nytheatre.com review by Jeff Lewonczyk
Be careful when making an offering to the Goddess
of Chaos, because she just might return the gift in kind. This is the
moral, both implicit and explicit, of Principia, a new musical by
Michael Maiello and Andrew Recinos.
August 15, 2003
Rife with references to the Principia Discordia, the Illuminatus Trilogy, The Book of the SubGenius, and other holy writs of the sci-fi joke-conspiracy subculture, Principia follows the spiritual journey of Kerry (Brian Farley), a hapless young man who happens to find a golden apple in his lunch one day. Everyone wants the apple, including: the Illuminati; space aliens who are, perversely, the original Native Americans; Eris, the Goddess of Discord; and God Himself. Kerry must find his own path through all of these conflicting interests, figuring out for himself how best to manage the mind-blowing powers of the apple.
Or at least that's how it's supposed to work. Unfortunately, what little book the musical possesses has been thoroughly manhandled by Eris, and it becomes very difficult to sort out who's doing what and why. The direction, despite some witty staging (such as an angry mob raging around a man obliviously chewing Twizzlers), doesn't help matters; when the characters can even be seen through the dimly unfocused lighting, their movements do little to illuminate the action. Add to this the fact that the actors seem to have been directed to upstage each other at every possible juncture and you see before you a living diagram of entropy at work.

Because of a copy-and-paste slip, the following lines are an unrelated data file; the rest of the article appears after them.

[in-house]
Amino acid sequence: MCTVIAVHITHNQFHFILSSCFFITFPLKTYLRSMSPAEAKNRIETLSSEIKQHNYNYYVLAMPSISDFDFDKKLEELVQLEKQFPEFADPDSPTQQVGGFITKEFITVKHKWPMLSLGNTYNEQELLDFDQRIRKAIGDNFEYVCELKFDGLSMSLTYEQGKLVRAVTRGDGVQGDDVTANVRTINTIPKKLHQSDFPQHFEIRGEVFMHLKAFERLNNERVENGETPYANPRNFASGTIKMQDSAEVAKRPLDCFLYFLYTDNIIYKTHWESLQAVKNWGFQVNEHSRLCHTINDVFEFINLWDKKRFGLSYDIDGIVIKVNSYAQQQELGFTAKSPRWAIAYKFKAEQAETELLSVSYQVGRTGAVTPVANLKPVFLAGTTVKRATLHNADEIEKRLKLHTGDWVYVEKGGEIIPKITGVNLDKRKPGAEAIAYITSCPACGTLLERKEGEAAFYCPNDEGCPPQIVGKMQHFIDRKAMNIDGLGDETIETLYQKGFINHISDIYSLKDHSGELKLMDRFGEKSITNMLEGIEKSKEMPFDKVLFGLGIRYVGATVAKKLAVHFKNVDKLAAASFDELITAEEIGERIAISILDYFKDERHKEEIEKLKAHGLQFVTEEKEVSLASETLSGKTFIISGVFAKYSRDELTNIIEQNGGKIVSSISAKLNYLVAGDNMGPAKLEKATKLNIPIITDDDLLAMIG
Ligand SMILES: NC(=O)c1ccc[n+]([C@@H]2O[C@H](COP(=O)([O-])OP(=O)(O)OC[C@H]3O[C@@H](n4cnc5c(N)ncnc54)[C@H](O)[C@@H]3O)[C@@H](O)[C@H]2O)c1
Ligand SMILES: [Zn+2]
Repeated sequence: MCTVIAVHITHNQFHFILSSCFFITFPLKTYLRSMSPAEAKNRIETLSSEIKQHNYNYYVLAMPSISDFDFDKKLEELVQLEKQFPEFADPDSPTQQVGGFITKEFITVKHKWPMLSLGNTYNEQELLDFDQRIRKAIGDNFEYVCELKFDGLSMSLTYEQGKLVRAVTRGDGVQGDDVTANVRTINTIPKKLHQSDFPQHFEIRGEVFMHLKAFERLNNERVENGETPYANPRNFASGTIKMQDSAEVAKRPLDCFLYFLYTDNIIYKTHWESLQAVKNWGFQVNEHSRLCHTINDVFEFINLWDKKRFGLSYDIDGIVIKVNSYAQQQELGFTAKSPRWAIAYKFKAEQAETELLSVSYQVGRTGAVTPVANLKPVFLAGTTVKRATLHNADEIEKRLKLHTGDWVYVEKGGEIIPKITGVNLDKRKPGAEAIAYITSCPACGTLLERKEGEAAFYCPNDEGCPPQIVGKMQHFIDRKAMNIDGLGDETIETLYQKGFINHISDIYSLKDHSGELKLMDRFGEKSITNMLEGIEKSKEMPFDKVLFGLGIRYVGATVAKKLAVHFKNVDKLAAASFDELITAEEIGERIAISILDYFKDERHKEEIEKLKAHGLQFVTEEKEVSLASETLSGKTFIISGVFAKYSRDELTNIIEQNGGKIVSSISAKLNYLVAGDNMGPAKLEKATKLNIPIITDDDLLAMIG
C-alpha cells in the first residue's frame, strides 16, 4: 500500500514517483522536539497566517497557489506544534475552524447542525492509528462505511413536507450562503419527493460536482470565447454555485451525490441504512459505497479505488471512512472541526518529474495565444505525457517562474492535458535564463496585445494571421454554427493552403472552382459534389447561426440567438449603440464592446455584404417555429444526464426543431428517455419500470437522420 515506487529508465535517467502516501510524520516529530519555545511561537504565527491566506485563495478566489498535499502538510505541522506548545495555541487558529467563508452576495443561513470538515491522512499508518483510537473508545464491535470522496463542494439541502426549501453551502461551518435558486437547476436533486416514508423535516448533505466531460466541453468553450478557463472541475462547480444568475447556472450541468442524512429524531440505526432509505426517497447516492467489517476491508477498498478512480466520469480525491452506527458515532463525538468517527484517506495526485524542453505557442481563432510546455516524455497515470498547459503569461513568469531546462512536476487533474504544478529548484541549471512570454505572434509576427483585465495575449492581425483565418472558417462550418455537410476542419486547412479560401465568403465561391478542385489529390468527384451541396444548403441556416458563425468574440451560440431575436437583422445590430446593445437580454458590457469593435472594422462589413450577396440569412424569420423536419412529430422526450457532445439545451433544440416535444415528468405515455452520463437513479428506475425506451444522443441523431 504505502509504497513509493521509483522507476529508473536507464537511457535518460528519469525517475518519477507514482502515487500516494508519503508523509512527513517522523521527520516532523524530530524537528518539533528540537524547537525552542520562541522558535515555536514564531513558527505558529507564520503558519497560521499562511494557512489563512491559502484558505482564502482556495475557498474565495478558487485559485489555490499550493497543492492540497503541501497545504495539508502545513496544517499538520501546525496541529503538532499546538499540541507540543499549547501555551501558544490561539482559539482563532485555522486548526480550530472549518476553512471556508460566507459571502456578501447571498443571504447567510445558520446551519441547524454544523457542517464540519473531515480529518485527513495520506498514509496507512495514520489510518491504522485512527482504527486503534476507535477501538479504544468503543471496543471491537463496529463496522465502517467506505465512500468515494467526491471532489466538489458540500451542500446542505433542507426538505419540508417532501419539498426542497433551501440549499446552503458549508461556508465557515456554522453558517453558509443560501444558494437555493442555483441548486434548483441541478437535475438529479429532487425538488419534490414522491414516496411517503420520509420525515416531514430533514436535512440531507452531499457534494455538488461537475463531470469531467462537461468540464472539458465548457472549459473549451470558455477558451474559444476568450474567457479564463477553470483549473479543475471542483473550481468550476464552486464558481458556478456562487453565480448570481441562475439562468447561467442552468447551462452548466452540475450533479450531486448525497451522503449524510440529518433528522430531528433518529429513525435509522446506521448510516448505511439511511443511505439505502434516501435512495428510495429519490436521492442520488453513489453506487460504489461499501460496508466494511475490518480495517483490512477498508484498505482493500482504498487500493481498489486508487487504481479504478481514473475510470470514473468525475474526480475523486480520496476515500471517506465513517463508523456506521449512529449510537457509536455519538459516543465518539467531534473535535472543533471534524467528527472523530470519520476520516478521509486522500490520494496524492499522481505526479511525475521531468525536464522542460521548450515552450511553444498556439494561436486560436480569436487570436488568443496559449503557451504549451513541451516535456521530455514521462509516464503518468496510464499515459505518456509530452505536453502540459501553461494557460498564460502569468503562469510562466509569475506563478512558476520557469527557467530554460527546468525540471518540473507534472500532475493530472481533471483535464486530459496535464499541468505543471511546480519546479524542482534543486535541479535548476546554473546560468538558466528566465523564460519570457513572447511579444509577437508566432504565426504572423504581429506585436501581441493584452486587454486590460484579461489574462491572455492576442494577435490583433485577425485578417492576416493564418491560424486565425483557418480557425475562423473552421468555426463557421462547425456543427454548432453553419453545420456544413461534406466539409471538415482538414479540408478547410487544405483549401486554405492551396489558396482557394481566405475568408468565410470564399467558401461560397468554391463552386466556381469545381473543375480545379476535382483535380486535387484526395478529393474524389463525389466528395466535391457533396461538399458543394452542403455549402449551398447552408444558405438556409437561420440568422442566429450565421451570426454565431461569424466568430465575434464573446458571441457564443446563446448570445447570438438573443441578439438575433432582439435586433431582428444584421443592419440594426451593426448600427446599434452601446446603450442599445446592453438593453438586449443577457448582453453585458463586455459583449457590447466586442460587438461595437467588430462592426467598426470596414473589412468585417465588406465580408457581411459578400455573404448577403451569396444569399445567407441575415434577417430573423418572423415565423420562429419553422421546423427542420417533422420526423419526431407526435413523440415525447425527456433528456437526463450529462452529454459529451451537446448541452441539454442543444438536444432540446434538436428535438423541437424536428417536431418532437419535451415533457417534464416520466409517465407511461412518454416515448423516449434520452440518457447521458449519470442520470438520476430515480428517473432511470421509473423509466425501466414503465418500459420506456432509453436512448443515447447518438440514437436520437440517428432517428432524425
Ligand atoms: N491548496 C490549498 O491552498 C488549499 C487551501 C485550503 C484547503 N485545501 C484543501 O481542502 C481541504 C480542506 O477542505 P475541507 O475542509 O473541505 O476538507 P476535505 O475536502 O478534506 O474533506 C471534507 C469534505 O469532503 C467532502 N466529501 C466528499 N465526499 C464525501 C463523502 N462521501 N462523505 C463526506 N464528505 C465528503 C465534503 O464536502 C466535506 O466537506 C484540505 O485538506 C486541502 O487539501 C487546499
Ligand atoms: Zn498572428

However, as the script (and chaos theory) hasten to declare, there is always order in chaos. In this case what discipline and restraint the show exhibits springs from two sources: the songs, and a few very entertaining performances. With songs like "The Opposable Monk," "Everything's Under Control," and a lovely fugue entitled "Fuck It," Principia manages to create some of the exciting moments that musical theatre was created for. And two performers in particular stand out: Cyrus Roxas as a shambling, filthy bum of a God, and Rob Maitner as the lovably wacky conspiracy theorist Bob Dobbs.
In the end, despite its pervasive lack of focus, Principia is at least ambitious and energetic. I suspect that with a stronger book and a tighter production, Principia has the potential to transform itself into a more fruitful form of anarchy.